The celebration of outstanding teaching and scholarship took center stage at Feinberg’s 5th Annual Medical Education Day, held on September 25. The event, which honors the contribution of students, staff and faculty, recognized 69 faculty promotions, 16 teaching awards, five presentation winners and 24 new inductees into the Feinberg Academy of Medical Educators (FAME).
At a mentoring workshop, several FAME members helped attendees strengthen and develop their communication skills through three case-based seminars.
This workshop, lead by Michael Fleming, MD, MPH, director of the Center for Education and Career Development at the Northwestern University Clinical and Translational Sciences (NUCATS) Institute, was part of the “Building Careers in Medical Education” track, one of four tracks attendees could follow at the full-day conference. Other tracks included “Technology in Medical Education,” “Teaching and Assessment” and “Medical Education Research.”
“We had a number of wonderful presenters in the program,” said Michael Gisondi, MD, director of FAME and associate professor of Emergency Medicine.
This year, FAME created a new set of teaching awards to “honor the folks on the ground, who are doing the hard work and teaching in the threads, the elements and the phases,” according to Dr. Gisondi. Threads, elements and phases are three of the components of Feinberg’s medical education curriculum.
Today’s Innovations in Medical Education keynote speaker Lois Nora, MD, JD, MBA, president and CEO of the American Board of Medical Specialties (ABMS), presented on the essential elements of a profession and the importance of ABMS Board Certification.
“It is wonderful to see that medical education is being recognized and taken as seriously as it needs to be,” Dr. Nora said.
Dr. Nora discussed recent concerns about the process and importance of the Maintenance of Certification (MOC) requirements and urged faculty to engage with the ABMS to enhance their ability to evaluate physicians.
“You care about our profession, you care about our specialty,” she said. “The public and our profession benefit from board certification, MOC and professional self-regulation, but please help us make it as meaningful as it needs to be.”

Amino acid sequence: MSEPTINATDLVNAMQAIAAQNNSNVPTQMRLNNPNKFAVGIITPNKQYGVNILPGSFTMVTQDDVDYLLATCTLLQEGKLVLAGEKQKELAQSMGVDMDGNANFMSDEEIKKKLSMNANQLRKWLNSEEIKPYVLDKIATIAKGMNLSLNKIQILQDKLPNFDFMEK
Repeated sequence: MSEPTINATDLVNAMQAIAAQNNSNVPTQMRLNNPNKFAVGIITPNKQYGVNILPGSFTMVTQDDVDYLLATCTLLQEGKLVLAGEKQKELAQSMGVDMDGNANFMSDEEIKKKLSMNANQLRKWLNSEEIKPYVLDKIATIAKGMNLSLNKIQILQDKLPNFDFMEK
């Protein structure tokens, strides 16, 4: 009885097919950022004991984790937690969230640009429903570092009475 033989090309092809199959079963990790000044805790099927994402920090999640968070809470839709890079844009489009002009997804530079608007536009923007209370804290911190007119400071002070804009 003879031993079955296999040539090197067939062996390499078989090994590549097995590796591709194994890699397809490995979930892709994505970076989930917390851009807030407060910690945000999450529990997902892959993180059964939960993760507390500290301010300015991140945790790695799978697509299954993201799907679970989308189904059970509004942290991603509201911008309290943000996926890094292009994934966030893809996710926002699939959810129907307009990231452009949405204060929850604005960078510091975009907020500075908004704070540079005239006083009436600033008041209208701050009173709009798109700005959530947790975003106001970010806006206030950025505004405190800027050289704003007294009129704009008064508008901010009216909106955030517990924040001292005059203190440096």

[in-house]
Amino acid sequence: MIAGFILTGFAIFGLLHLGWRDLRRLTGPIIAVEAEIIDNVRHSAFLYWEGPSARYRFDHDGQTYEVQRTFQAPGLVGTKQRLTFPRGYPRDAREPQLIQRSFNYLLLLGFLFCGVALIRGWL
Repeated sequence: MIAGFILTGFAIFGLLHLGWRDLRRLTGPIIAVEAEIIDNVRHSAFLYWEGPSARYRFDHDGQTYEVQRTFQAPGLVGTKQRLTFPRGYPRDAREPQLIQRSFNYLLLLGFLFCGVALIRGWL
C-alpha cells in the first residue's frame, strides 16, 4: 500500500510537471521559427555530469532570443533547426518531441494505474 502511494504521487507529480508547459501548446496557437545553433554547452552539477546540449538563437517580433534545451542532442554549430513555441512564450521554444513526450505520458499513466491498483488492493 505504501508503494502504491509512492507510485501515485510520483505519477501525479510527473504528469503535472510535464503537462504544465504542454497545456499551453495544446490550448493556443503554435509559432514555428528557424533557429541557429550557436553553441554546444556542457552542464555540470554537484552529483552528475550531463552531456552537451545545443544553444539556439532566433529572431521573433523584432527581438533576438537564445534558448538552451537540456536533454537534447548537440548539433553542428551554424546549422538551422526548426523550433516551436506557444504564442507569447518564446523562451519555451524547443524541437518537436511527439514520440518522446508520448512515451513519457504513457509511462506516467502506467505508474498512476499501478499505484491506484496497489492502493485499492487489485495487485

Highlights of the afternoon sessions included ultra-short didactic lectures and moderated research presentations, along with workshops on designing and writing curriculum, developing objective structured clinical examination cases and creating interactive educational sessions.
Presentations also included programs outside of medicine. Kristine Healy, MPH, PA-C, assistant professor of Medical Education in the Physician Assistant Program, spoke on how the Physician Assistant curriculum has added interdisciplinary and interprofessional opportunities for its students such as learning alongside physical therapy students and joining medical students during simulation modules.
“Little by little, students are becoming interprofessional: They are not only knowing about themselves, but they are knowing about others, they are learning with, from and about each other in these various opportunities that we’ve incorporated in the first and second year,” Healy said. “Over time we hope that our students will be able as part of these teams through our interprofessional education to provide excellent outcomes for our patients.”
Ultra-short Didactic Lecture Award Winners:
- Abhisek Khandai, MD, resident in Psychiatry and Behavioral Sciences, used themes and characters from the movie, “The Lord of the Rings” to explain capacity assessment.
- Gregory Apel, MD, resident in Emergency Medicine, spoke on integrating free and open access medical education into residency curriculum.
Moderated Oral Research Presentation Winners:
- Tyler Harris, MD, fellow in Pediatric Cardiology, presented on congenital heart disease simulation curriculum.
- Celia O’Brien, PhD, instructor of Medical Education, and Marianne Green, MD, associate dean for Medical Education and Competency Achievement, presented on pre-clerkship portfolio assessment and performance in clerkships.
- Lily Saadat and Christina Theodorou, both fourth-year medical students, presented on the role of interim phone calls in improving continuity of patient follow-up.
The 2015 Best Teachers of Feinberg Award:
- Kristine Healy, MPH, PA-C, assistant professor of Medical Education in the Physician Assistant Program
- Christopher Robinson, MS, MBA, CPO, assistant professor of Physical Medicine and Rehabilitation
- Lois Hedman, DScPT, associate professor of Physical Therapy and Human Movement Sciences
- Thomas Corbridge, MD, professor of Medicine in the Division of Pulmonary and of Physical Medicine and Rehabilitation
- Sarah Rodriguez, PhD, lecturer, Medical Education in the Division of Medical Humanities and Bioethics
- Alexander Mackie, PhD, research assistant professor of Medicine in the Division of Cardiology
- Donald McCrimmon, PhD, professor of Physiology and Anesthesiology
- Joan Mullan, MD, assistant professor of Clinical Medicine in the Division of General Internal Medicine and Geriatrics
- Monica Rho, MD, assistant professor of Physical Medicine and Rehabilitation
- Catherine Belling, PhD, associate professor of Medical Education in the Division of Medical Humanities and Bioethics
- Mike Avram, PhD, associate professor of Anesthesiology
- David Salzman, MD, assistant professor of Emergency Medicine and Medical Education
- John Friedewald, MD, associate professor of Medicine in the Division of Nephrology and of Surgery in the Division of Organ Transplantation
FAME Outstanding Teacher Award:
- Rajesh Keswani, MD, associate professor of Medicine in the Division of Gastroenterology and Hepatology
- Ikuo Hirano, MD, professor of Medicine in the Division of Gastroenterology and Hepatology
- David Shapiro, MD, assistant professor of Medicine in the Division of Gastroenterology and Hepatology